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Title: From dome to disease : the respiratory toxicity of volcanic cristobalite
Author: Damby, David Ernest
ISNI:       0000 0004 2734 8293
Awarding Body: Durham University
Current Institution: Durham University
Date of Award: 2012
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Exposure to fine-grained volcanic ash can potentially cause acute and chronic respiratory disease. The toxicity of ash is likely to vary depending on the type and style of eruption; eruptions at dome-forming volcanoes, in particular, can produce ash containing substantial quantities of respirable crystalline silica, a recognised human carcinogen and causative agent of silicosis. Volcanic domes crystallise crystalline silica as cristobalite, which is metastable at dome-forming temperatures (ca. 850 °C), through deposition from silica-saturated vapours and through devitrification of volcanic glass. Five dome-forming volcanoes are studied to constrain the hazard posed by volcanic cristobalite, including: Colima, Mexico; Merapi, Indonesia; Mount St. Helens, USA; Santiaguito, Guatemala; and Unzen, Japan. The evolution of the cristobalite hazard is investigated from crystallisation in volcanic settings to its potential effect on biological systems, through a series of petrological, physicochemical and toxicological studies. We rationalise the presence of metastable cristobalite below its stability field in all domes studied by way of a textural investigation, and conclude that the incorporation of aluminium and sodium into the silica structure facilitates crystallisation. Since particle toxicology is dependent on composition and structure, the observation of cation substitutions is expanded in a geochemical and thermodynamic investigation of volcanic cristobalite to constrain its mineralogy. We find that incorporation of 1-4 wt. % aluminium leads to a poorly-ordered cristobalite structure. This investigation facilitates a mineralogical comparison of the cristobalite hazard among volcanic locations and provides the framework for assessing volcanic cristobalite toxicity. We investigate the ability of volcanic ash to elicit an in vitro pro-inflammatory response, focusing on silica-mediated experiments, and relate the influence of structure and composition to the potential physiological burden. We find that volcanic cristobalite can be mineralogically considered as a single entity among locations, and that cristobalite-bearing ash is less toxic than expected. Nonetheless, we recommend that eruptions be considered on a case-by-case basis to most effectively aid the risk mitigation work of disaster managers globally.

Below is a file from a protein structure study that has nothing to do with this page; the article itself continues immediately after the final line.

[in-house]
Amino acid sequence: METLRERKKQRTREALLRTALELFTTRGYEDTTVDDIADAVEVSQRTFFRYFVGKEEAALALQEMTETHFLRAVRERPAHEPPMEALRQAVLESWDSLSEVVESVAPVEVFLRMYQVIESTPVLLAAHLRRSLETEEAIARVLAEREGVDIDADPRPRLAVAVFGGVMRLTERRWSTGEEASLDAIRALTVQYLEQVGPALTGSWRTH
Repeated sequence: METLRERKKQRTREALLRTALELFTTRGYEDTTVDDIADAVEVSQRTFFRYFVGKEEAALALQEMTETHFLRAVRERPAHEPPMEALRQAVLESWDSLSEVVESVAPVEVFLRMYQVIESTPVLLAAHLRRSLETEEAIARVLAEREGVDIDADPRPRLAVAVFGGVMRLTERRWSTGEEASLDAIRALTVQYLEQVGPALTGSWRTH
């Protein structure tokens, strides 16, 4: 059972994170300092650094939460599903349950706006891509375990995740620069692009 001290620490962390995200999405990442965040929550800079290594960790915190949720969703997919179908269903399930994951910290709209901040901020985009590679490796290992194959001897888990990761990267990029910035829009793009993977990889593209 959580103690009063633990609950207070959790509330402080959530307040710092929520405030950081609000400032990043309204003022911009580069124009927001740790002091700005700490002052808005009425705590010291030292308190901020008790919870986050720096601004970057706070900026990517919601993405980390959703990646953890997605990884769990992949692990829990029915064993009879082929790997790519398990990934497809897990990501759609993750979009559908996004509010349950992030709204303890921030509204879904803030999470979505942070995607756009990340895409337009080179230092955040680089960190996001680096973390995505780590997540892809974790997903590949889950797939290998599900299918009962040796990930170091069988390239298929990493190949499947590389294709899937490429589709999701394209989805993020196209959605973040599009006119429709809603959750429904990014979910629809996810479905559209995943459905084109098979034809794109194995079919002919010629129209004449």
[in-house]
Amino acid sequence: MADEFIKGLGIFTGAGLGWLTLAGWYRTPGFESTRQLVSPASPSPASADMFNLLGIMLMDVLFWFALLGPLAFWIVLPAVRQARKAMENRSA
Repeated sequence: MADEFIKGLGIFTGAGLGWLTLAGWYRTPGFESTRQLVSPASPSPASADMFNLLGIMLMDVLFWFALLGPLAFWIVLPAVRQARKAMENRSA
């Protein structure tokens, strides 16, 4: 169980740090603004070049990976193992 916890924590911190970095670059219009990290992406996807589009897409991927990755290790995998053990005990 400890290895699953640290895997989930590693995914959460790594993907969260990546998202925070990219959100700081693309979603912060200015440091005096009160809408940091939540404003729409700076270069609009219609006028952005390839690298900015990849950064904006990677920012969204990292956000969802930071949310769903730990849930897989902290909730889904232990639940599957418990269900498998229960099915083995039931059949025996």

Supervisor: Not available Sponsor: Not available
Qualification Name: Thesis (Ph.D.) Qualification Level: Doctoral
EThOS ID:  DOI: Not available